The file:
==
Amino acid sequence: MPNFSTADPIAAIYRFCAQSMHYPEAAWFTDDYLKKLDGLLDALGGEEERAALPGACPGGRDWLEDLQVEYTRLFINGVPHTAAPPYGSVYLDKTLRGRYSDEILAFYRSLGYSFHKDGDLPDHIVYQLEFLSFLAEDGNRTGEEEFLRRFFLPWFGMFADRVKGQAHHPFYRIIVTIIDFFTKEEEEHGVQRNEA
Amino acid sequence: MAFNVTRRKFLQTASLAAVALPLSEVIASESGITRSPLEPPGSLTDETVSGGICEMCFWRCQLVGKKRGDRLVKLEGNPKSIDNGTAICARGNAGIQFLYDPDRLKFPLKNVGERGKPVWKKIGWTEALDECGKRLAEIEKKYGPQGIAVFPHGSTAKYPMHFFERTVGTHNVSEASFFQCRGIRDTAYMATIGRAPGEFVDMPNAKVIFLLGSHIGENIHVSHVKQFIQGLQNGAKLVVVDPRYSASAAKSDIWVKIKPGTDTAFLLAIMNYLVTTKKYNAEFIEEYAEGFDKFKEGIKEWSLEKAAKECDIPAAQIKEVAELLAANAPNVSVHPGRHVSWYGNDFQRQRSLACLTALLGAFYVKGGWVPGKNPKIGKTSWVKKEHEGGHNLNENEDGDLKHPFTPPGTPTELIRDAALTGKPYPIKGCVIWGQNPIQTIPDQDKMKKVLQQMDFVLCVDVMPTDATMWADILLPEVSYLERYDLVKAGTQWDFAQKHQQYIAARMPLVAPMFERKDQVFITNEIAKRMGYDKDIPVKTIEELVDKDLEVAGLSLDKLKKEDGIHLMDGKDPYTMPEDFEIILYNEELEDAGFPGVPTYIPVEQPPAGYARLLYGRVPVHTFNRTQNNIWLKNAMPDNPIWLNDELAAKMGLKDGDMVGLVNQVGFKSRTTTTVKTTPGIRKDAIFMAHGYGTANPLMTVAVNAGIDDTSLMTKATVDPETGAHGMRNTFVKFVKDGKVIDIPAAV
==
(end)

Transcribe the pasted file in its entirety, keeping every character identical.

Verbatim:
Amino acid sequence: MPNFSTADPIAAIYRFCAQSMHYPEAAWFTDDYLKKLDGLLDALGGEEERAALPGACPGGRDWLEDLQVEYTRLFINGVPHTAAPPYGSVYLDKTLRGRYSDEILAFYRSLGYSFHKDGDLPDHIVYQLEFLSFLAEDGNRTGEEEFLRRFFLPWFGMFADRVKGQAHHPFYRIIVTIIDFFTKEEEEHGVQRNEA
Amino acid sequence: MAFNVTRRKFLQTASLAAVALPLSEVIASESGITRSPLEPPGSLTDETVSGGICEMCFWRCQLVGKKRGDRLVKLEGNPKSIDNGTAICARGNAGIQFLYDPDRLKFPLKNVGERGKPVWKKIGWTEALDECGKRLAEIEKKYGPQGIAVFPHGSTAKYPMHFFERTVGTHNVSEASFFQCRGIRDTAYMATIGRAPGEFVDMPNAKVIFLLGSHIGENIHVSHVKQFIQGLQNGAKLVVVDPRYSASAAKSDIWVKIKPGTDTAFLLAIMNYLVTTKKYNAEFIEEYAEGFDKFKEGIKEWSLEKAAKECDIPAAQIKEVAELLAANAPNVSVHPGRHVSWYGNDFQRQRSLACLTALLGAFYVKGGWVPGKNPKIGKTSWVKKEHEGGHNLNENEDGDLKHPFTPPGTPTELIRDAALTGKPYPIKGCVIWGQNPIQTIPDQDKMKKVLQQMDFVLCVDVMPTDATMWADILLPEVSYLERYDLVKAGTQWDFAQKHQQYIAARMPLVAPMFERKDQVFITNEIAKRMGYDKDIPVKTIEELVDKDLEVAGLSLDKLKKEDGIHLMDGKDPYTMPEDFEIILYNEELEDAGFPGVPTYIPVEQPPAGYARLLYGRVPVHTFNRTQNNIWLKNAMPDNPIWLNDELAAKMGLKDGDMVGLVNQVGFKSRTTTTVKTTPGIRKDAIFMAHGYGTANPLMTVAVNAGIDDTSLMTKATVDPETGAHGMRNTFVKFVKDGKVIDIPAAV